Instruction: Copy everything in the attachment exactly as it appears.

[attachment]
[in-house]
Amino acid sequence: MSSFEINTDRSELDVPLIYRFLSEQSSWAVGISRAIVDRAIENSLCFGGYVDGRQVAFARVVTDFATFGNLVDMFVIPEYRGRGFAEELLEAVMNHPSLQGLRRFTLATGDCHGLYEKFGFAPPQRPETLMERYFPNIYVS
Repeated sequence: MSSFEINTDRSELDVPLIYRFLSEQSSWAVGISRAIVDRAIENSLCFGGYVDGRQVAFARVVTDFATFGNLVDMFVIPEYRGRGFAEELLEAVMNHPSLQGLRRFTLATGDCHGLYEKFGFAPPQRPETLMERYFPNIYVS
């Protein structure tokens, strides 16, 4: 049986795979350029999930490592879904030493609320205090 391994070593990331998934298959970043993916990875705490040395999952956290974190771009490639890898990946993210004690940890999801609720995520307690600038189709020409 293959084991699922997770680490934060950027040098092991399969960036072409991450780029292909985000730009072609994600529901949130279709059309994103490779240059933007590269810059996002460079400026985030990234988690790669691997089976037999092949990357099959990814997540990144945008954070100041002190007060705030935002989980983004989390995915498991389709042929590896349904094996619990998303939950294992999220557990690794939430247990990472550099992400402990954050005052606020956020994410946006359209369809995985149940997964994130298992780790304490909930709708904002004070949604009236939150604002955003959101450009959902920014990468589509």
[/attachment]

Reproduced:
[in-house]
Amino acid sequence: MSSFEINTDRSELDVPLIYRFLSEQSSWAVGISRAIVDRAIENSLCFGGYVDGRQVAFARVVTDFATFGNLVDMFVIPEYRGRGFAEELLEAVMNHPSLQGLRRFTLATGDCHGLYEKFGFAPPQRPETLMERYFPNIYVS
Repeated sequence: MSSFEINTDRSELDVPLIYRFLSEQSSWAVGISRAIVDRAIENSLCFGGYVDGRQVAFARVVTDFATFGNLVDMFVIPEYRGRGFAEELLEAVMNHPSLQGLRRFTLATGDCHGLYEKFGFAPPQRPETLMERYFPNIYVS
């Protein structure tokens, strides 16, 4: 049986795979350029999930490592879904030493609320205090 391994070593990331998934298959970043993916990875705490040395999952956290974190771009490639890898990946993210004690940890999801609720995520307690600038189709020409 293959084991699922997770680490934060950027040098092991399969960036072409991450780029292909985000730009072609994600529901949130279709059309994103490779240059933007590269810059996002460079400026985030990234988690790669691997089976037999092949990357099959990814997540990144945008954070100041002190007060705030935002989980983004989390995915498991389709042929590896349904094996619990998303939950294992999220557990690794939430247990990472550099992400402990954050005052606020956020994410946006359209369809995985149940997964994130298992780790304490909930709708904002004070949604009236939150604002955003959101450009959902920014990468589509």